Archive for the ‘grammar’ Category
You wouldn’t expect a hospital to be overly concerned with the health of grammar and good spelling – after all, they’ve got far more important things to think about. But then again, while I’m happy to overlook the weird random capitalisation/pluralisation so beloved of official letter writers, when a there/their mix-up changes the sense of the sentence it’s more than just irksome. These letters are on TEMPLATE, so really, there’s no excuse.
Posh fish supper? Maybe not tonight. The Saucy Fish Co are all at sea with their hyphens and apostrophes. Remember, SFC, there’s nothing less upmarket than packaging that has only been given a cursory glance over.
“Who is wife is a..?” Ouch. Red faces all round on the Daily Mail subs’ desk. The difference between who’s and whose is kids’ stuff.
That old grammatical tussle between ‘less’ and ‘fewer’ rumbles on, played out in the public forum of Britain’s supermarkets. About a year ago, Tesco took the decision to ditch ’10 items or less’ (above, right) in favour of ‘up to 10 items’. Sainsbury’s, however, sticks resolutely to ‘5 items or less’ (above, left), while Asda flaunts the rule entirely and extends the misuse of ‘less’ across all of its instore material (below).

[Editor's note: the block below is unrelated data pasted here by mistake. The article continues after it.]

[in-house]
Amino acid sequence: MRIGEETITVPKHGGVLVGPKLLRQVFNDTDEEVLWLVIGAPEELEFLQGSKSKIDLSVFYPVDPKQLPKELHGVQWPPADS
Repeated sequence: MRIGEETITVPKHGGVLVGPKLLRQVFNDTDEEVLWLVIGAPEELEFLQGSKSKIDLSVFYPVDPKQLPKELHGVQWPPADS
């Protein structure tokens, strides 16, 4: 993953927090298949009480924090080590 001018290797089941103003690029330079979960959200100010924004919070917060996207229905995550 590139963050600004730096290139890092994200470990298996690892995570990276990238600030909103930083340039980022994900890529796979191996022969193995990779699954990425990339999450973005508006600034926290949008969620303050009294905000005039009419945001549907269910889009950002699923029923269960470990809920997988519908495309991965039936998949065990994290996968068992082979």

Here’s how it works. You can have less of something if it is a single thing: less milk, less cheese. You can only have fewer items of a plural something: fewer onions, fewer eggs. SO: less means ‘not as much’, whereas fewer means ‘not as many’.
Memo to the Flight Centre’s copywriters: apostrophes may appear to highlight plurals, but using them actually just makes your signs look a bit crap. The rules are easy peasy – whether written out or in numerical form – unless the figure is possessive then leave the punctuation out of it.
Tesco may be the world’s third largest retailer, boasting an annual turnover of over £37 billion, but it still hasn’t bothered paying for someone with half a brain to check the blurb on the back of its juice cartons. While the first sentence doesn’t make sense without punctuation the ‘it’s’ in the final line really lets the side down.